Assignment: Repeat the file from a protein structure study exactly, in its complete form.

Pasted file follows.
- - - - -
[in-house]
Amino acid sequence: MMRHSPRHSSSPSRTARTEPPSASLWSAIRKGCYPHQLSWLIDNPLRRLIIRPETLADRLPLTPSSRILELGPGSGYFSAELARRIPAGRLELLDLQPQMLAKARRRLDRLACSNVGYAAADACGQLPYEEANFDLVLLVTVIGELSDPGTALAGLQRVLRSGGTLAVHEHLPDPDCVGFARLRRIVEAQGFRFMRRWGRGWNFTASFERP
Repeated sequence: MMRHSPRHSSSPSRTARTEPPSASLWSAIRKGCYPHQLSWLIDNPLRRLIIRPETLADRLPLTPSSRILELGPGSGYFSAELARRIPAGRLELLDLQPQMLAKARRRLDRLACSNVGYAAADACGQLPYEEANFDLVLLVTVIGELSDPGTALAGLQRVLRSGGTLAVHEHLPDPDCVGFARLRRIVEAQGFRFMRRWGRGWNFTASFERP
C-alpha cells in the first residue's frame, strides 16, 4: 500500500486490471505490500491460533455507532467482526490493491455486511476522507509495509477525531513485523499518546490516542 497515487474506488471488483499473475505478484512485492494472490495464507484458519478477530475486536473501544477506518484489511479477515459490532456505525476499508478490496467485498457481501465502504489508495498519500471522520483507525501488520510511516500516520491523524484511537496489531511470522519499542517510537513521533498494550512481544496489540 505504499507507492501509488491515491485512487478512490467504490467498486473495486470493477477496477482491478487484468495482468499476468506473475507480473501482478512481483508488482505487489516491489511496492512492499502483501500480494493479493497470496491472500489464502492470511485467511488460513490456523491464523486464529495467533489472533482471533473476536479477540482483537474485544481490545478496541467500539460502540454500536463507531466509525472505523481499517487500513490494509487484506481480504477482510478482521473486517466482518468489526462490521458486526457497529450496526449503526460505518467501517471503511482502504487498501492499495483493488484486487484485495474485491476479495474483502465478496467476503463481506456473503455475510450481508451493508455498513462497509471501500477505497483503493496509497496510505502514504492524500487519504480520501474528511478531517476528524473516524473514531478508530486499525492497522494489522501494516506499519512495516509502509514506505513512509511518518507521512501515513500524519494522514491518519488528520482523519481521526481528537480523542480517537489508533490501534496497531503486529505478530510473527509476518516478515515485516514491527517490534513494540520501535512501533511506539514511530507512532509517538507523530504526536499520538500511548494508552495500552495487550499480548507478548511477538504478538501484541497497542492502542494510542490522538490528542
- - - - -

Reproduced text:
[in-house]
Amino acid sequence: MMRHSPRHSSSPSRTARTEPPSASLWSAIRKGCYPHQLSWLIDNPLRRLIIRPETLADRLPLTPSSRILELGPGSGYFSAELARRIPAGRLELLDLQPQMLAKARRRLDRLACSNVGYAAADACGQLPYEEANFDLVLLVTVIGELSDPGTALAGLQRVLRSGGTLAVHEHLPDPDCVGFARLRRIVEAQGFRFMRRWGRGWNFTASFERP
Repeated sequence: MMRHSPRHSSSPSRTARTEPPSASLWSAIRKGCYPHQLSWLIDNPLRRLIIRPETLADRLPLTPSSRILELGPGSGYFSAELARRIPAGRLELLDLQPQMLAKARRRLDRLACSNVGYAAADACGQLPYEEANFDLVLLVTVIGELSDPGTALAGLQRVLRSGGTLAVHEHLPDPDCVGFARLRRIVEAQGFRFMRRWGRGWNFTASFERP
C-alpha cells in the first residue's frame, strides 16, 4: 500500500486490471505490500491460533455507532467482526490493491455486511476522507509495509477525531513485523499518546490516542 497515487474506488471488483499473475505478484512485492494472490495464507484458519478477530475486536473501544477506518484489511479477515459490532456505525476499508478490496467485498457481501465502504489508495498519500471522520483507525501488520510511516500516520491523524484511537496489531511470522519499542517510537513521533498494550512481544496489540 505504499507507492501509488491515491485512487478512490467504490467498486473495486470493477477496477482491478487484468495482468499476468506473475507480473501482478512481483508488482505487489516491489511496492512492499502483501500480494493479493497470496491472500489464502492470511485467511488460513490456523491464523486464529495467533489472533482471533473476536479477540482483537474485544481490545478496541467500539460502540454500536463507531466509525472505523481499517487500513490494509487484506481480504477482510478482521473486517466482518468489526462490521458486526457497529450496526449503526460505518467501517471503511482502504487498501492499495483493488484486487484485495474485491476479495474483502465478496467476503463481506456473503455475510450481508451493508455498513462497509471501500477505497483503493496509497496510505502514504492524500487519504480520501474528511478531517476528524473516524473514531478508530486499525492497522494489522501494516506499519512495516509502509514506505513512509511518518507521512501515513500524519494522514491518519488528520482523519481521526481528537480523542480517537489508533490501534496497531503486529505478530510473527509476518516478515515485516514491527517490534513494540520501535512501533511506539514511530507512532509517538507523530504526536499520538500511548494508552495500552495487550499480548507478548511477538504478538501484541497497542492502542494510542490522538490528542